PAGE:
Michel Houellebecq's New Milieu
By Alexandra Wolfe
Two years ago, the French author Michel Houellebecq again found himself at the center of controversy with his novel “Submission,” in which an Islamic political party wins the French election in 2022. After some time out of the public eye, he is now in the U.S. to promote the other artistic mode in which he has expressed his relentlessly dark view of modern France: photography.
His new show “French Bashing,” at the Venus art gallery in New York City, provides a bleak portrait of his home country, with photographs of highway toll booths, barbed wire fences, stark suburban housing sprawl and gaudy tourist areas. He wants to challenge the idea of France as a country of high culture, great architecture and fine food and wine; he sees it instead as a tourist destination and a place of rampant, ugly overdevelopment. The differences between France and America, he says, are diminishing, and he thinks it’s particularly ironic to expose his own country from across the pond.
Mr. Houellebecq (pronounced wel-beck), 61, has long been one of France’s best-known—and most notorious—writers. He is dismissive of political correctness and has been accused of misogyny, anti-Muslim bigotry and (more generally) nihilism, based in large part on the vulgar, resentful, unhappy characters in his novels. His first U.S. hit, “The Elementary Particles” (1998), featured a protagonist who is obsessed with sex. Mr. Houellebecq says that his fictions do not necessarily represent his own beliefs.
“Submission” came out in January 2015, on the same day that two terrorists claiming allegiance to al Qaeda’s offshoot in Yemen killed 12 people in a massacre in the office of the satirical magazine Charlie Hebdo. That week, a caricature of Mr. Houellebecq happened to be on the magazine’s cover.
The author, who lost a friend in the attack, canceled his promotional book tour and went into police protection because of fears that he might be targeted as well. (In 2001, he had called Islam “the dumbest religion.”) Some accused him of feeding into an anti-Muslim agenda with “Submission,” in which university teachers have to convert to Islam to keep their jobs and polygamy is allowed and even encouraged. The book sold more than 100,000 copies in France that week.
After spending time in Germany, his next big public appearance came in 2016, with a show of photography at the Palais de Tokyo in Paris. Mr. Houellebecq has been taking pictures for decades, but previously had only one small show in Paris in 2014. When asked why he decided to show his photographs, he only says, through a translator, “I had the opportunity.”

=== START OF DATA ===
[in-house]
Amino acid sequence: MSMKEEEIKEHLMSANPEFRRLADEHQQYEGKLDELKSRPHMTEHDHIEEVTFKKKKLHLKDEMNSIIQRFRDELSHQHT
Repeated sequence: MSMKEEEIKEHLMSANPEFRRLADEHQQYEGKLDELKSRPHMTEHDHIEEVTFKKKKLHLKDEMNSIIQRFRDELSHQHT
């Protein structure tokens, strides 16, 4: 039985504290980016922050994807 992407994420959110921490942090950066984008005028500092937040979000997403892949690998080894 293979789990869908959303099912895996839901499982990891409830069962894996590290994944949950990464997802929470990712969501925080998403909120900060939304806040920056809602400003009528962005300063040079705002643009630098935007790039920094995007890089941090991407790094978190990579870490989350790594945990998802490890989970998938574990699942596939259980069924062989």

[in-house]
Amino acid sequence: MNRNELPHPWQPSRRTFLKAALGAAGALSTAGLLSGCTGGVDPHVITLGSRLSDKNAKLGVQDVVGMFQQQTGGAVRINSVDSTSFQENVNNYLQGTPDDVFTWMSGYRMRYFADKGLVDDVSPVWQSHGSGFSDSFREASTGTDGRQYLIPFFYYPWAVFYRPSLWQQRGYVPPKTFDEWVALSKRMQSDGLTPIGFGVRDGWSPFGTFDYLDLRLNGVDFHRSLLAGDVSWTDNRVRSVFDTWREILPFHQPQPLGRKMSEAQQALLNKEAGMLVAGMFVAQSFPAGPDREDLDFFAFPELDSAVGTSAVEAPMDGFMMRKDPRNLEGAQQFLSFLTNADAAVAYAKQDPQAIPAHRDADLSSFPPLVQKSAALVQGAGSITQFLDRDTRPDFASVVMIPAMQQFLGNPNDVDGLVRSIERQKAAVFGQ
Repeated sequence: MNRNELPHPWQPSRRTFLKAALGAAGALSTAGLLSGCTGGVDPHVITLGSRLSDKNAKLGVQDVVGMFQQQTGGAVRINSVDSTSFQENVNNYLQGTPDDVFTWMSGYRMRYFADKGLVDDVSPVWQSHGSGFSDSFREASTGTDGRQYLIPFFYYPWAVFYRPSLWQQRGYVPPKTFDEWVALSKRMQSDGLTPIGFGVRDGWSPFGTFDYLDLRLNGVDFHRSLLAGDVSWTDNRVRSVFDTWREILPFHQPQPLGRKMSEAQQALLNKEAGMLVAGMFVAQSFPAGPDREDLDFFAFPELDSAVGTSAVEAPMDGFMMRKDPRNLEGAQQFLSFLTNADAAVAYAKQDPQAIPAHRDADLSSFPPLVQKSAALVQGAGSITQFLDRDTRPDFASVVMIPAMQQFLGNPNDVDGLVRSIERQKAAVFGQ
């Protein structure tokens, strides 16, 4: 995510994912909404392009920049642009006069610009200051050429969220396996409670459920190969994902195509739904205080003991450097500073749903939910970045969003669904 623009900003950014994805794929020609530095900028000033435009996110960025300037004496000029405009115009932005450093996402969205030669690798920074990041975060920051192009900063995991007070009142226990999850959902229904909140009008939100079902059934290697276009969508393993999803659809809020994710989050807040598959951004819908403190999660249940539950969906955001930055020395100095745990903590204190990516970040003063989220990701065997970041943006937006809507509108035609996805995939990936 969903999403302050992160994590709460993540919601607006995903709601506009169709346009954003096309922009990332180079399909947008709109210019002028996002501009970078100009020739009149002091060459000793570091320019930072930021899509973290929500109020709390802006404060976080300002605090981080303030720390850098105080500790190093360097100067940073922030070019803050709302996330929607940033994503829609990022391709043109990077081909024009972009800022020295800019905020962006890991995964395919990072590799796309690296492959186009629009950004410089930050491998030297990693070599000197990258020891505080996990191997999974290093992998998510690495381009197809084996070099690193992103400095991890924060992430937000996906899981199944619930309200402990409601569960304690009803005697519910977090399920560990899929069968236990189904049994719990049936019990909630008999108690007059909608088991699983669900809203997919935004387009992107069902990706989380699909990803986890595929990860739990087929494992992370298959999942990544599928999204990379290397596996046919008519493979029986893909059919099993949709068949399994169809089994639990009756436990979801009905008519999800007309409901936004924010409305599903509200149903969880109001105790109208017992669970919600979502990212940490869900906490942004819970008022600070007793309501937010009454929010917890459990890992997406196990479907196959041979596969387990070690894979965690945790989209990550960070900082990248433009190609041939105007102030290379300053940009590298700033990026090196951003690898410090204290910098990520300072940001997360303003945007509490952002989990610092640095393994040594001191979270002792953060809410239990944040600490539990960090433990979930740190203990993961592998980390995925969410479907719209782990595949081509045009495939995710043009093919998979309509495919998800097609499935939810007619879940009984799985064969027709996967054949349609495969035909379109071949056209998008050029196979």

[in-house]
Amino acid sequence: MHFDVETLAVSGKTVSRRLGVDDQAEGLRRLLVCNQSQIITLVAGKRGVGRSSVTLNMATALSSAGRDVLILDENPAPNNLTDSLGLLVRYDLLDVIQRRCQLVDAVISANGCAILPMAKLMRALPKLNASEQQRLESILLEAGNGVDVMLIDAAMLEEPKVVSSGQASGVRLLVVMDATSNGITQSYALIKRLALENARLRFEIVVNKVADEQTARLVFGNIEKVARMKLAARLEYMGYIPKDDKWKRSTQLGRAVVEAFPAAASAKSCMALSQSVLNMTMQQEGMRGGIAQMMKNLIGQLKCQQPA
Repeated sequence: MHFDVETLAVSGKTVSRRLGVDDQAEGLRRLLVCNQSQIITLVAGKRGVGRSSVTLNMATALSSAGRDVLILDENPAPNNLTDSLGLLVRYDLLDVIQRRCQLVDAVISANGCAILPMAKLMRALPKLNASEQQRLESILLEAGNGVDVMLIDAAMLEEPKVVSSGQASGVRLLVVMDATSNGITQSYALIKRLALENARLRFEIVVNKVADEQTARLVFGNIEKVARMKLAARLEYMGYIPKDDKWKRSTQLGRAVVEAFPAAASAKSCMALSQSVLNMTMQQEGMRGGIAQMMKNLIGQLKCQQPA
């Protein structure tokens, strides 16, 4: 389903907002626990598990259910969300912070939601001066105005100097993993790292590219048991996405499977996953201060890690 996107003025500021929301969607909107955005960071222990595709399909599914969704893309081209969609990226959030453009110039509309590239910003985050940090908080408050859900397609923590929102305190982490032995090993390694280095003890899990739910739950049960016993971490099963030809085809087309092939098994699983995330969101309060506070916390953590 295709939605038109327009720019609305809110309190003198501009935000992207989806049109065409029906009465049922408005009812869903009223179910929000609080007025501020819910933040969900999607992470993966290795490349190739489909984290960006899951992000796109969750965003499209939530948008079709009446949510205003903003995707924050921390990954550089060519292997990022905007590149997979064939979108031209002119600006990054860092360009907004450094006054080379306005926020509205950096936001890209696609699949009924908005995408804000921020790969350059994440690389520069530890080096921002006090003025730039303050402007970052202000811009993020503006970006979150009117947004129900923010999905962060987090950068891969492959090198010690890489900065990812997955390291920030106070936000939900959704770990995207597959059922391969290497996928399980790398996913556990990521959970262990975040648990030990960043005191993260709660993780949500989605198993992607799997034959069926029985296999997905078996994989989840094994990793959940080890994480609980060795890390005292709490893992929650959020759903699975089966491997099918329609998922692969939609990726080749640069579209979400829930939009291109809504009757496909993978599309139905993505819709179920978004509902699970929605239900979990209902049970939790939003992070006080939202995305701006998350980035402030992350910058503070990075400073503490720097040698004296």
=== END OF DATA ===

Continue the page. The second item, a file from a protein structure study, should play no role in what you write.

“French Bashing” includes his own photographs as well as items repurposed as part of the exhibition. One room of the gallery features his shots of bleak industrial scenes under a dim glow. The pictures are mostly empty of people. “He uses his pen for portraits and his lens for landscapes,” says Venus founder Adam Lindemann.
In a second room, bright white light shines over images of kitschy tourist memorabilia from both France and elsewhere, such as photos of pastel beachside hotels and cheery signs and posters. Plastic place mats featuring different destinations cover the floor.
Sitting in the gallery one recent afternoon, drinking a bottle of Beck’s beer and smoking an electronic cigarette, Mr. Houellebecq says that he chose to photograph the industrial areas outside of Paris after noticing how much they had changed since he was young. He grew up north of Paris with his grandmother after his mother moved to Brazil to be with a boyfriend. Back then, the area was mostly farmland. Mr. Houellebecq earned a degree in agricultural engineering, but the career didn’t suit him.
In the years after he graduated in 1980, he was unemployed, got married, had a son, divorced and struggled with depression. He also began writing poetry. He went on to write six best-selling novels, including “The Map and the Territory” (2010), which won France’s prestigious Goncourt prize. He now lives alone in Paris.
He has drawn criticism for his disparaging depictions of women and minorities in his books. He tends to brush it off. “It seems like there are thousands of sources of political correctness and thousands more sources every day,” he says. In France, he adds, it’s politically correct to be a vegetarian now, but “in six months, it’ll be something else.”
Mr. Houellebecq says that he doesn’t see Islam itself as a negative force, only extremism. He is interested in the idea of the “homme économique,” or economic man—the notion that people are driven just by material incentives and make choices rationally. The idea, he says, is “destructive and weighs you down.” That’s why, he thinks, some people look to religion as a way to “infringe on their freedom and limit their freedom.”
Looking back to “Submission,” Mr. Houellebecq says that the hardest parts to write were the sex scenes. “Language isn’t really made for descriptions of sensual physical experiences,” he says. “There’s a dissolution of perceptions in sex which makes everything kind of blurry.” Fear is clearer. “When one is scared, we have a tendency to remember the event really well because the senses are really precise,” he says.
He won’t say when he might return to writing. When asked what he plans to do next, he responds, “I don’t know. I never know.”